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> Initiation, The Evergreen Addiction
Roughly how many times do your players initiate and what for?
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Tiralee
post Jun 3 2006, 12:13 AM
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My character had sufficient downtime and nuyen to seriously upgrade her capabilities. And owing to a weak set of physical stats, was quite happy to use meditation as a reduction step for the Karma cost. (Which was foul.)

So, what do your multiple-initiated players do with their magical mojo?

Apart from the ever-favourite Masking (Basically, the first metamagic skill anyone chooses) and Invoke (For the summoners out there) - what's the second or third cab off of the rank?

-Tir

(First poll, hope it works)
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Ancient History
post Jun 3 2006, 12:15 AM
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I've had three players get into the low double-digits during particularly high-end campaigns.

The first one was the Pokemetamagican - gotta collect 'em all!

The second was an adept, before you could just buy power points.

The third was just a bad-ass that had to put down some serious magicians in her time and got really good at it, and focused on an offensive/defensive posture - her first five grades were: masking, shielding, reflecting, absorbing, centering.
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Smiley
post Jun 3 2006, 12:36 AM
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There was no option for this, soooo...

3-5 times. They had the karma, they spent it, they did the ordeals, and everyone won. The players got stronger characters and the GM got to be more creative when creating opposition. It wasn't a bad or shocking thing for any party involved.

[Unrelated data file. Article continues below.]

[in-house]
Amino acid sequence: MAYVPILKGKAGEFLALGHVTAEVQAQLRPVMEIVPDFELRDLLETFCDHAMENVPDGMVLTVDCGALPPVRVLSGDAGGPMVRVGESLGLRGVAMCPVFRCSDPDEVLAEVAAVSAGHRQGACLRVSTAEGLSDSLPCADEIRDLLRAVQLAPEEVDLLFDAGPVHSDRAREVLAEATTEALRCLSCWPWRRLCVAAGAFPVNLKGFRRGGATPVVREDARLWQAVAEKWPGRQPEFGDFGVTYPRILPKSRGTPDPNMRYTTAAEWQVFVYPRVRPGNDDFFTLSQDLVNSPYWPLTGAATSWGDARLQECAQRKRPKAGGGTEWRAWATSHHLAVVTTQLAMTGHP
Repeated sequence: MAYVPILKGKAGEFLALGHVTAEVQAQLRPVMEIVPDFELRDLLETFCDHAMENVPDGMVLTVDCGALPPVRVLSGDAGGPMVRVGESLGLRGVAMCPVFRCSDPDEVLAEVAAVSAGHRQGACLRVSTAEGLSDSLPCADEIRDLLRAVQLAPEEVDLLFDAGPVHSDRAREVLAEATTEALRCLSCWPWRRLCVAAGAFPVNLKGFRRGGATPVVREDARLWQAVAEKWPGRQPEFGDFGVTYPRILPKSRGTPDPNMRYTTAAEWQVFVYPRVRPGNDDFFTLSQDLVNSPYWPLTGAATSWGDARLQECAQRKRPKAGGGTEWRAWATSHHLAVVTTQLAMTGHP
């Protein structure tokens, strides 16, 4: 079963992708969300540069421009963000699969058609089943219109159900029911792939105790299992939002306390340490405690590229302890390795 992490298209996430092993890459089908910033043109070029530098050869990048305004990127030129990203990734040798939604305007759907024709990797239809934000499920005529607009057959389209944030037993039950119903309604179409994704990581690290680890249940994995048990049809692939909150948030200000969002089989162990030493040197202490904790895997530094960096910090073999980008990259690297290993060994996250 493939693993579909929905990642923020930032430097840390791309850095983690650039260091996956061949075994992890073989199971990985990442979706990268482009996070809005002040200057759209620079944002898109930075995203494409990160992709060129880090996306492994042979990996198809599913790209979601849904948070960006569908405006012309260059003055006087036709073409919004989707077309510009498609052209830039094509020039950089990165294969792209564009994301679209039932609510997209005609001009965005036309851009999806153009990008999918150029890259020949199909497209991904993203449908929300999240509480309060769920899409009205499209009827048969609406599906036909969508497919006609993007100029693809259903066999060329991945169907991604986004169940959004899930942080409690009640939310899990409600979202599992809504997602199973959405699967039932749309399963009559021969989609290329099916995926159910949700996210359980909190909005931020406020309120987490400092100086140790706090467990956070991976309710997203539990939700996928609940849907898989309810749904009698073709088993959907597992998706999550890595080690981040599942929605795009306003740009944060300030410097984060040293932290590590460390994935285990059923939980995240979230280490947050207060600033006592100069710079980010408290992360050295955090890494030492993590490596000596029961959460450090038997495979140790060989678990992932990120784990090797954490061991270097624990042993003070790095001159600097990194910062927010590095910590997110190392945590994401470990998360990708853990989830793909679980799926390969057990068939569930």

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Sharaloth
post Jun 3 2006, 12:49 AM
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The highest initiate in my game is a grade 17. Very high-powered game. they still nearly lost against Alamais.
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Dawnshadow
post Jun 3 2006, 12:56 AM
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Adepts go up through the roof.. as much initiation as possible. Currently sitting at 15+ grades.

Slightly less so for spellcasters and conjurers (about 2/3). Less direct power boost from initiation. And not as much karma to throw around so far. Although the conjurer does more initiation, for invoking and channelling.. the spellcaster it's just for metamagics.

And most every big threat we've got has nearly wiped us out.
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toturi
post Jun 3 2006, 01:11 AM
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Full mages/shamans went for the defensive/utility stuff. Masking, Shielding, Centering etc.

Adepts went for the Centering line of stuff. But always by Grade 4 initiation, Virtuso.

Anything the full magic guys can't handle, tell the adept to nuke it.
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Ophis
post Jun 3 2006, 09:04 AM
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8 is the highest I've seen.
Metamagicas and more spell pool. Plus being able to boast to your mage friends about how leet you are...